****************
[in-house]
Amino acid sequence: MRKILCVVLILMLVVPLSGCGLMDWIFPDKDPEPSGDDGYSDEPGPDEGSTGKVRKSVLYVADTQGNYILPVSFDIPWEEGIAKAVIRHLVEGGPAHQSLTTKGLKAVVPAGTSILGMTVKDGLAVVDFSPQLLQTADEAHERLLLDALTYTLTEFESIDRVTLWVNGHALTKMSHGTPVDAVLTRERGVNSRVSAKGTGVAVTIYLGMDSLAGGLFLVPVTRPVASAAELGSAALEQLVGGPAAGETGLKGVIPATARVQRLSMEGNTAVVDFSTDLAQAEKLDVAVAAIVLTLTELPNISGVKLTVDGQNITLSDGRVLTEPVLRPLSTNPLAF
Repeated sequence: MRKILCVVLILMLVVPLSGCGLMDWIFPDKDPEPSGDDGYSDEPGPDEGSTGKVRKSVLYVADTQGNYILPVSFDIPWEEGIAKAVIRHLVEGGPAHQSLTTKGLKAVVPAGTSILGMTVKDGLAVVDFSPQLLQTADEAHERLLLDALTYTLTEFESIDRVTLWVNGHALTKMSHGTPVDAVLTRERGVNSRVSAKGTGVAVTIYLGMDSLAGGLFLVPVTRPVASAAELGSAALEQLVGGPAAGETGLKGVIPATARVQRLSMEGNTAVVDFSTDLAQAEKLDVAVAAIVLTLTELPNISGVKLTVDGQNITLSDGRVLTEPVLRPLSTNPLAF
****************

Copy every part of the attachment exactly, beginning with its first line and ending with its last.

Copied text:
[in-house]
Amino acid sequence: MRKILCVVLILMLVVPLSGCGLMDWIFPDKDPEPSGDDGYSDEPGPDEGSTGKVRKSVLYVADTQGNYILPVSFDIPWEEGIAKAVIRHLVEGGPAHQSLTTKGLKAVVPAGTSILGMTVKDGLAVVDFSPQLLQTADEAHERLLLDALTYTLTEFESIDRVTLWVNGHALTKMSHGTPVDAVLTRERGVNSRVSAKGTGVAVTIYLGMDSLAGGLFLVPVTRPVASAAELGSAALEQLVGGPAAGETGLKGVIPATARVQRLSMEGNTAVVDFSTDLAQAEKLDVAVAAIVLTLTELPNISGVKLTVDGQNITLSDGRVLTEPVLRPLSTNPLAF
Repeated sequence: MRKILCVVLILMLVVPLSGCGLMDWIFPDKDPEPSGDDGYSDEPGPDEGSTGKVRKSVLYVADTQGNYILPVSFDIPWEEGIAKAVIRHLVEGGPAHQSLTTKGLKAVVPAGTSILGMTVKDGLAVVDFSPQLLQTADEAHERLLLDALTYTLTEFESIDRVTLWVNGHALTKMSHGTPVDAVLTRERGVNSRVSAKGTGVAVTIYLGMDSLAGGLFLVPVTRPVASAAELGSAALEQLVGGPAAGETGLKGVIPATARVQRLSMEGNTAVVDFSTDLAQAEKLDVAVAAIVLTLTELPNISGVKLTVDGQNITLSDGRVLTEPVLRPLSTNPLAF